The Triad of The Ticked-Off: An Unlikely Anti-Miers Alliance
The ongoing firestorm of protest from so many conservatives over the Miers nomination is itself a remarkable phenomenon, and is has spawned one more phenomenon: a suprising and distressing alliance among:
- The established MSM conservative punditry;
- The conservative blogosphere and talk radio; and
- The established liberal mainstream media.
You might call this the Triad of The Ticked-Off, or the TTO.
Let me be clear: I do not want to antagonize the members of the TTO, who after all are my conservative and ideological brethren. I do wonder if they have paused to reflect on the damage they may doing to their own side of the larger political and cultural wars in this country.
Think about it: Established pundits like Krauthammer, Will and Fund lead the charge against a conservative Republican president's nominee to the Supreme Court; conservative blogs and talk radio are in the front columns, as evidenced by The Truth Laid Bear's compilation; and predictably liberal MSM columnists like Tom Oliphant (that reliable Friend of John Kerry), gleefully bring up the rear.
Let's suppose that this unlikely alliance gets what it wants and President Bush withdraws Miers' nomination. Where will we be? Just imagine the post-withdrawal activities of the three parts of the TTO:
Those leading the charge, like David Frum and the NRO Corner crowd, will curl up together like a clowder of cats who have just raided a canary cage. Perhaps they will hold a symposium at which Dreher, Will, Krauthammer and Fund will sadly shake their heads and point out how the president could have avoided all this if he had simply done what they wanted him to do in the first place.
The front columns, those conservative bloggers who form part of the TTO, will be licking their chops and congratulating themselves on keeping this wayward administration in line, much like Laura Ingraham is giving Bush no credit at all for his tougher stance on illegal immigration while crowing that it was conservatives who forced him to take that position (which still is not good enough for her). Having been rewarded for their intemperate and short-sighted assault on their own president, these folks will want even more fealty from the White House. Remember, many of these people are not quite sure that even John Roberts was a sufficiently conservative pick for the Court; and Laura Ingraham and Peggy Noonan think the president should cater to his conservative base, not simply respect and consult its leaders.
The rear guard, the MSM, will be happily noting Bush's capitulation to the right wing of his party, his loss of strength and the fractures within the GOP. The "story" will be all over 60 Minutes, the cable TV shows, the newspapers, and the weekly news magazines. Bush will be damaged goods in the eyes of the great majority of Americans who do not read National Review.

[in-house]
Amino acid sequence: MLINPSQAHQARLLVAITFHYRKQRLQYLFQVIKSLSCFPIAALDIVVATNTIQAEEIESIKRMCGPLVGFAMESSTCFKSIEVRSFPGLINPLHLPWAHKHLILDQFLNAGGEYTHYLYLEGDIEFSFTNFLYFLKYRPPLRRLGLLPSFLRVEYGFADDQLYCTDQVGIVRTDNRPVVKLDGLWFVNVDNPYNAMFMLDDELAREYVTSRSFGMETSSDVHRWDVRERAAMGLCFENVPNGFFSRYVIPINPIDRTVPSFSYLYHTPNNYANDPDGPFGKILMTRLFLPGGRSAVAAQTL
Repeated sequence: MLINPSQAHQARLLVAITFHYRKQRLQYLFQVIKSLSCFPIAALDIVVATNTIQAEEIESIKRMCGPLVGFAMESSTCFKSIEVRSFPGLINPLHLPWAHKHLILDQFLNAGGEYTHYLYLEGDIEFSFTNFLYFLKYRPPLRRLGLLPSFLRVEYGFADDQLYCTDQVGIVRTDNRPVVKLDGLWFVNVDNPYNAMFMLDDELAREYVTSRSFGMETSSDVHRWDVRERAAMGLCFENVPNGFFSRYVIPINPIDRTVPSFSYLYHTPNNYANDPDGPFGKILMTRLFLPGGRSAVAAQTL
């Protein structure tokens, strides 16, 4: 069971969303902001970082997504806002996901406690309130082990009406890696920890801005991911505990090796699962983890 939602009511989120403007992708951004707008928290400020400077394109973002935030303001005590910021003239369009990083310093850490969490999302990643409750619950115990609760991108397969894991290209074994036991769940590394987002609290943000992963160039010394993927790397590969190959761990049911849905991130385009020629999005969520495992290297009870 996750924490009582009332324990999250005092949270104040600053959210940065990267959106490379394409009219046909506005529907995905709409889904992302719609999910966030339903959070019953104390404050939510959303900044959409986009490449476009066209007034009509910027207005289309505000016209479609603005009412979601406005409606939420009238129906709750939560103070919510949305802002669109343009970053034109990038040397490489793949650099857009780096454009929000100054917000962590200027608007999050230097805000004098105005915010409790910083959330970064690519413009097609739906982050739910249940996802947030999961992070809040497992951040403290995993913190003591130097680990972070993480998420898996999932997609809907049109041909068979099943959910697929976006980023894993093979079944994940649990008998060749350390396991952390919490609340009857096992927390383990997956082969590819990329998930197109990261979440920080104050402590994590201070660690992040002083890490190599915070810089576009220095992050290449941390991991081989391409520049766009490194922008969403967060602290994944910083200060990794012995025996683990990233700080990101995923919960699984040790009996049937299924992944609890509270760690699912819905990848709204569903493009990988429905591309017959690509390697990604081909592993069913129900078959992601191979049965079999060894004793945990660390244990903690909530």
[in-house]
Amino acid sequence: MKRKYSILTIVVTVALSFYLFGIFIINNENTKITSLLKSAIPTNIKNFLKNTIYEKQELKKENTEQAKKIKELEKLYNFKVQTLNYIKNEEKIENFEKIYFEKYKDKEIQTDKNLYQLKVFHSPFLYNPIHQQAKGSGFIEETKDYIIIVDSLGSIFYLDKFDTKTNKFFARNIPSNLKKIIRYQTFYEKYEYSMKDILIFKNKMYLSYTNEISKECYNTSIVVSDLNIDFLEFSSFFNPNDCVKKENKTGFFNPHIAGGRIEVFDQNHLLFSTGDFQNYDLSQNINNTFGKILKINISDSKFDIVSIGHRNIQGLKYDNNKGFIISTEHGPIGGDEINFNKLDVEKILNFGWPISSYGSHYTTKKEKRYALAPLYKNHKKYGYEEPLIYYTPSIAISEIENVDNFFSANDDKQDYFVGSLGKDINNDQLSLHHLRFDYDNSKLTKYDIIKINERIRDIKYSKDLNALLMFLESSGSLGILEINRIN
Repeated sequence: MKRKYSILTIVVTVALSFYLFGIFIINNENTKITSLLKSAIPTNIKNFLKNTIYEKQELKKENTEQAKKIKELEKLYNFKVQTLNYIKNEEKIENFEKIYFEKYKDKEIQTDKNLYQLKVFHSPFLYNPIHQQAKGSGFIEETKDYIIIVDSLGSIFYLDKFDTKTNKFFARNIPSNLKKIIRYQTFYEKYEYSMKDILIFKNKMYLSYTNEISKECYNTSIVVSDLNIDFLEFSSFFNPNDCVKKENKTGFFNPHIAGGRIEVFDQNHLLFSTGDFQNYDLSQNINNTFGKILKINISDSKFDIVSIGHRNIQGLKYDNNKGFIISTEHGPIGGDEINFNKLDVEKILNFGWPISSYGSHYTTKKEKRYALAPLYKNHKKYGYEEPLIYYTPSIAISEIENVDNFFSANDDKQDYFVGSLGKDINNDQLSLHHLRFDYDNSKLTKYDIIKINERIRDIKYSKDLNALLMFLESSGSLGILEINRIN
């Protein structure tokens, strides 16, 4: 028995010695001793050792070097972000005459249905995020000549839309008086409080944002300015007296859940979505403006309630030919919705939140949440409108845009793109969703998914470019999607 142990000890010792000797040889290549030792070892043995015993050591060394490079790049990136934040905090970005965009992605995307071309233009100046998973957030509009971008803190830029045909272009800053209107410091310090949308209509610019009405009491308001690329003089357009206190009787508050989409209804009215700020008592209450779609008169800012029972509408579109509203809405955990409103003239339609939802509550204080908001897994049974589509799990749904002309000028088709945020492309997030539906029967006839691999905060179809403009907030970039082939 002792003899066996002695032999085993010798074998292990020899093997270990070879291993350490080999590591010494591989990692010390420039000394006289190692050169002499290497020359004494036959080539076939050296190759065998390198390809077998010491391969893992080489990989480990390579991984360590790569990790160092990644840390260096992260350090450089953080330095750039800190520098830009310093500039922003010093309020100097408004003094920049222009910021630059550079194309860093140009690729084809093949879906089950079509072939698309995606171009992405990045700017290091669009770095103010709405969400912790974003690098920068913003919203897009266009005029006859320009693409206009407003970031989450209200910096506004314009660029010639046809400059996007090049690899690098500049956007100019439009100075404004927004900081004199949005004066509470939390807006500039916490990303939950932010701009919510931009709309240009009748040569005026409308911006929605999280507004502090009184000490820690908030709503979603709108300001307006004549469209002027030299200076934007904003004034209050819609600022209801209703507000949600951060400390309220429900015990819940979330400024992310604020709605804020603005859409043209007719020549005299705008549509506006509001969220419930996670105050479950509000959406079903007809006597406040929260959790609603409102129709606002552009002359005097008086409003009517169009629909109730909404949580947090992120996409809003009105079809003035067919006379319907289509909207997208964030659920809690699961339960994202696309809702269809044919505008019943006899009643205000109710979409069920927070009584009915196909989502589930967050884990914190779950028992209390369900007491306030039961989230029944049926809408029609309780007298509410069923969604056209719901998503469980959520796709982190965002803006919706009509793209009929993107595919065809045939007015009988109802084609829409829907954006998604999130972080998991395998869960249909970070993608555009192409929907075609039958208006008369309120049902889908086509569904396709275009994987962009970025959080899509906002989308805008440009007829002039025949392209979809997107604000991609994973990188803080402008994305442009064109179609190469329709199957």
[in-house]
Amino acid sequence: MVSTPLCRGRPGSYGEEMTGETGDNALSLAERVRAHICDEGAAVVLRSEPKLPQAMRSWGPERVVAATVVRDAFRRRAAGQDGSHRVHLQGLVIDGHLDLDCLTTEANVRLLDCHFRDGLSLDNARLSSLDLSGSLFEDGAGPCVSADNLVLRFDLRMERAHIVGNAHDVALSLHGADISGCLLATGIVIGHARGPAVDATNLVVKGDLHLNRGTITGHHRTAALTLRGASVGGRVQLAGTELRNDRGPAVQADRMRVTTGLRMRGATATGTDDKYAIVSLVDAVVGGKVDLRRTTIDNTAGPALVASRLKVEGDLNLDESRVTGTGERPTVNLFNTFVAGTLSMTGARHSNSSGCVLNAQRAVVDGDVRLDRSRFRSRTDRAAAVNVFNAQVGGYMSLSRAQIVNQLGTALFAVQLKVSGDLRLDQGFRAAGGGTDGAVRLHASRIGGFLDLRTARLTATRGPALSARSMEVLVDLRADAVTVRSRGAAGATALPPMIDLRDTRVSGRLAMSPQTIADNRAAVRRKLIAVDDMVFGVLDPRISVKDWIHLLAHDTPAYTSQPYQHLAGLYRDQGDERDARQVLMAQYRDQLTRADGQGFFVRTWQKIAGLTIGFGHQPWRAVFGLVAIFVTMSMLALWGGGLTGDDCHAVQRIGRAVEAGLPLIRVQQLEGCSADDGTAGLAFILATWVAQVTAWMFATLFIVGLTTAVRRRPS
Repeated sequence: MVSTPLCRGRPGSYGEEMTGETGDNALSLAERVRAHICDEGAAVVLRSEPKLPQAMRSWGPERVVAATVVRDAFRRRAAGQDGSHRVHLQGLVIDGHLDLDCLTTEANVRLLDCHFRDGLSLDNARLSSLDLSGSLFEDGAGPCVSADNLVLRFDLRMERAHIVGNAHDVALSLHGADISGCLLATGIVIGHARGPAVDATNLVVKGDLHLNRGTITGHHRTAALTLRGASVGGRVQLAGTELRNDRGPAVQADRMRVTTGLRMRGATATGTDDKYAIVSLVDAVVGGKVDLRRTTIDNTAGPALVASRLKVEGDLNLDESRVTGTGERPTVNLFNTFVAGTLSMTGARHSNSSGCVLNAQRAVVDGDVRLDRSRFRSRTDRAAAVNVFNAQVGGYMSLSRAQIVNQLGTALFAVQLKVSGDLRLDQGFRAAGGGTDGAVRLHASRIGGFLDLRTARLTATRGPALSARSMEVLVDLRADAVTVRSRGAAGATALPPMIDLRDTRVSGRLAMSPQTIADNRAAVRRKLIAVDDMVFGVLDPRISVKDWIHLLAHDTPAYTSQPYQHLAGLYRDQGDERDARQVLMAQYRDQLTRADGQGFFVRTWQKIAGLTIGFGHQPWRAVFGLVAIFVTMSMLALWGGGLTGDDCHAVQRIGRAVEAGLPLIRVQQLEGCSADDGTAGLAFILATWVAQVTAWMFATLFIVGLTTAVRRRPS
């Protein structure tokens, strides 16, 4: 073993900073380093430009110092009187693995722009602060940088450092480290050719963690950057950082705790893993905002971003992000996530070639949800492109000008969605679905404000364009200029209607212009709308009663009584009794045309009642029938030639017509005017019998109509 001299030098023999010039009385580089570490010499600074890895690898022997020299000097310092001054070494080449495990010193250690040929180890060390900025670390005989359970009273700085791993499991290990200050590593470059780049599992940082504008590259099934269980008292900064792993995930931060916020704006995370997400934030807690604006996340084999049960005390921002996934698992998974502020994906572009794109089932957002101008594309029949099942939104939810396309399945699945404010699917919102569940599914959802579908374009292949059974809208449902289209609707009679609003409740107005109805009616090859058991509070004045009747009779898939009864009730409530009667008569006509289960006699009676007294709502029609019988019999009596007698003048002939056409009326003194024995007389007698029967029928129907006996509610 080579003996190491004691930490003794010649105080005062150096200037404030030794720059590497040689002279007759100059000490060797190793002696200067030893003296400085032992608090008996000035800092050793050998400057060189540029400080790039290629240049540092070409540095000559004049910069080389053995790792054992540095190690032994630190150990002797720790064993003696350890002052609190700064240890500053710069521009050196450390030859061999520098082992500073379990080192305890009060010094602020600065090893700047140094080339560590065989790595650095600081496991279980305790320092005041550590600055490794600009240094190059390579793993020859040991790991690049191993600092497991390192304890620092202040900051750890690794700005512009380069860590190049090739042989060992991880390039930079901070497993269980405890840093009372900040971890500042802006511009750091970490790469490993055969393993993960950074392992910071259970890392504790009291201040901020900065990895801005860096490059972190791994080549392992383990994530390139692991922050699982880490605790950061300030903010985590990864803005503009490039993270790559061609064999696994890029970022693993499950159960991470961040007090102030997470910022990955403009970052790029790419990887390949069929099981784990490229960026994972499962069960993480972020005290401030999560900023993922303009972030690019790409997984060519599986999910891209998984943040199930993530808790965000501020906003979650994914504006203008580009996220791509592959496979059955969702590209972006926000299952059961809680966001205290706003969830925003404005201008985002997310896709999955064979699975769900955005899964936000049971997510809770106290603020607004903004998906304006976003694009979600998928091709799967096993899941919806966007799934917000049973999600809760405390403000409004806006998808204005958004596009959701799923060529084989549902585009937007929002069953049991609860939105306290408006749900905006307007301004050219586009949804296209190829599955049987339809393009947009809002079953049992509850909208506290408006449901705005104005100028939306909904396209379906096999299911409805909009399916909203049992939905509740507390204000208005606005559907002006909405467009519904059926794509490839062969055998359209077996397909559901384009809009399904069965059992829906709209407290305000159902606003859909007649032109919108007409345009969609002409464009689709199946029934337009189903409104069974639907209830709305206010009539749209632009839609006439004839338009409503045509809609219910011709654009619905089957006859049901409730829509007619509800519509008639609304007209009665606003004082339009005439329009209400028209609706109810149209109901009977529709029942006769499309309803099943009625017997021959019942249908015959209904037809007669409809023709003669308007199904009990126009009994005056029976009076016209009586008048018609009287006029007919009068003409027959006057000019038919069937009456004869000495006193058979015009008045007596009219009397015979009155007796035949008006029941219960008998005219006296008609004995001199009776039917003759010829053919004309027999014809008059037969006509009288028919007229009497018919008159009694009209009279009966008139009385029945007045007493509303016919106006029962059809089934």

Oh, and what about the Democrats? They are not part of the TTO, but they're certainly fellow-travelers, who have been silently and happily watching the conservative food fight. They'll be ready to exploit the aftermath. With the willing assistance of the MSM, they will relentlessly paint the president as a captive of the right wing of his party. GOP senators and congressmen running for re-election will be distancing themselves from GWB.
Reflect on that last one with me: Do you think the GOP gains in 2002 and 2004 resulted from a weak president? I don't. Bush had long coattails in both years. Do you think he'll have them in 2006? Can you be sure? Is it worth risking? How do you like the sound of "Senate Judiciary Committee Chairman Patrick Leahy of Vermont?"
I haven't heard or read any thoughtful commentary from the conservative members of the TTO that responds to the damage they might be doing to their own movement. I'd really love to see some.
UPDATE: The TTO's conservative members are running TV ads urging the president to withdraw the Meirs nomination. You can watch the ads here. The message is, "We support President Bush but not the nomination of Harriet Miers." One hardly knows what to say, except that this reminds me of "We support the troops but not the war."
"Conservatives bit their tongues quite frankly for the last four years," said Richard A. Viguerie, an architect of the conservative movement. "There's a lot of things we're unhappy with." If Bush does not withdraw Miers, he said, it could "doom his second term" because "it'll be very hard to govern without a conservative base."That sure sounds like a threat to me.
The Bard once again comes to mind:
Read o’er this,
And after this, and then to breakfast with
What appetite you have.
William Shakespeare, Henry VIII, act 3, sc. 2, l. 201-3.
(Spoken when Henry hands Wolsey documents proving his disloyalty to the King.)
NOTE: An e-mail from reader R. Byers convinced me of the inappropriateness of my calling the Triad of the Ticked-Off the Trinity of the Ticked-Off. I've changed that, and apologize to anyone I may have offended.